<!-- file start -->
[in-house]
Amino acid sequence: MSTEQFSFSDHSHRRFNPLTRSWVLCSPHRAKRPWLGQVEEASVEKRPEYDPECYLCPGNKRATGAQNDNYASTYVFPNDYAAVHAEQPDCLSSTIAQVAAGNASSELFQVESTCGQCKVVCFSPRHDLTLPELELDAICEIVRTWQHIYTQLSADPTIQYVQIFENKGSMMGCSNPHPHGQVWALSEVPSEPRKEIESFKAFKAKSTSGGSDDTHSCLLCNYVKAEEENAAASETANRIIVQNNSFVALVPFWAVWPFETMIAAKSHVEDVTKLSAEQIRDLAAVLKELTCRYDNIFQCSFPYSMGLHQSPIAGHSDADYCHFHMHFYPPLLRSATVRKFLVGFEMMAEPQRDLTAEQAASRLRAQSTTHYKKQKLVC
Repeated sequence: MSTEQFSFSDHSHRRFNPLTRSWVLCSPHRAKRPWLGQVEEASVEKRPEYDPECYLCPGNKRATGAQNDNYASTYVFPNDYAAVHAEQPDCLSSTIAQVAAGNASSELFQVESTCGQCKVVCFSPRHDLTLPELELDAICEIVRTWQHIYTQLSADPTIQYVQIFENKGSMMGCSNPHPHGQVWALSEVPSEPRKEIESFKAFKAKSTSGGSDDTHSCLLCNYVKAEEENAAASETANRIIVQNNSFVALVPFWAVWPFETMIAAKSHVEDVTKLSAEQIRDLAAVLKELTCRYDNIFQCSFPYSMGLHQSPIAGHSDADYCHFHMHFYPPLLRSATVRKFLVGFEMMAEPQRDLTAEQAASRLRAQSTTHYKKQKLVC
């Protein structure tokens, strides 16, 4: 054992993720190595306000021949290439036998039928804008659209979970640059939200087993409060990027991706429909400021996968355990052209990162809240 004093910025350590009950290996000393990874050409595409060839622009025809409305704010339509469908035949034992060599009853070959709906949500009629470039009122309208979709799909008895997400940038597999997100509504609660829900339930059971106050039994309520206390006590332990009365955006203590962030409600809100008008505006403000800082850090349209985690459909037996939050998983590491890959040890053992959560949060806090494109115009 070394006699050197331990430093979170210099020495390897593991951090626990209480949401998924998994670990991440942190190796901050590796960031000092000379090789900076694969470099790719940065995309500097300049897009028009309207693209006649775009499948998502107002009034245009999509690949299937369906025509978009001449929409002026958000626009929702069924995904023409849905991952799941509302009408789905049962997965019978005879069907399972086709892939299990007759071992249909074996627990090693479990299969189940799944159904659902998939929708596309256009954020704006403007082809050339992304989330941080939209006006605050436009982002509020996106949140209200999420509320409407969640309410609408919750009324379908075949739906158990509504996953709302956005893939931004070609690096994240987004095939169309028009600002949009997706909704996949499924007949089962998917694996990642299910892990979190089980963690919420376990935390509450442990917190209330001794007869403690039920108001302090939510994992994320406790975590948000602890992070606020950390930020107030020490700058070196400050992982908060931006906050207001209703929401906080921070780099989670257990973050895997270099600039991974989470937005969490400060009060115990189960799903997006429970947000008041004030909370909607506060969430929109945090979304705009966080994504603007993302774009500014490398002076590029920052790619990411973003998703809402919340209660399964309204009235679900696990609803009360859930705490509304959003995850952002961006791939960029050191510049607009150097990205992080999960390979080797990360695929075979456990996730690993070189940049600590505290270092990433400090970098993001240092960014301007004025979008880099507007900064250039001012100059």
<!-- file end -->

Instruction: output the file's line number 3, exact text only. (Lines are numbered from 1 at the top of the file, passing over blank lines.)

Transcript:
Repeated sequence: MSTEQFSFSDHSHRRFNPLTRSWVLCSPHRAKRPWLGQVEEASVEKRPEYDPECYLCPGNKRATGAQNDNYASTYVFPNDYAAVHAEQPDCLSSTIAQVAAGNASSELFQVESTCGQCKVVCFSPRHDLTLPELELDAICEIVRTWQHIYTQLSADPTIQYVQIFENKGSMMGCSNPHPHGQVWALSEVPSEPRKEIESFKAFKAKSTSGGSDDTHSCLLCNYVKAEEENAAASETANRIIVQNNSFVALVPFWAVWPFETMIAAKSHVEDVTKLSAEQIRDLAAVLKELTCRYDNIFQCSFPYSMGLHQSPIAGHSDADYCHFHMHFYPPLLRSATVRKFLVGFEMMAEPQRDLTAEQAASRLRAQSTTHYKKQKLVC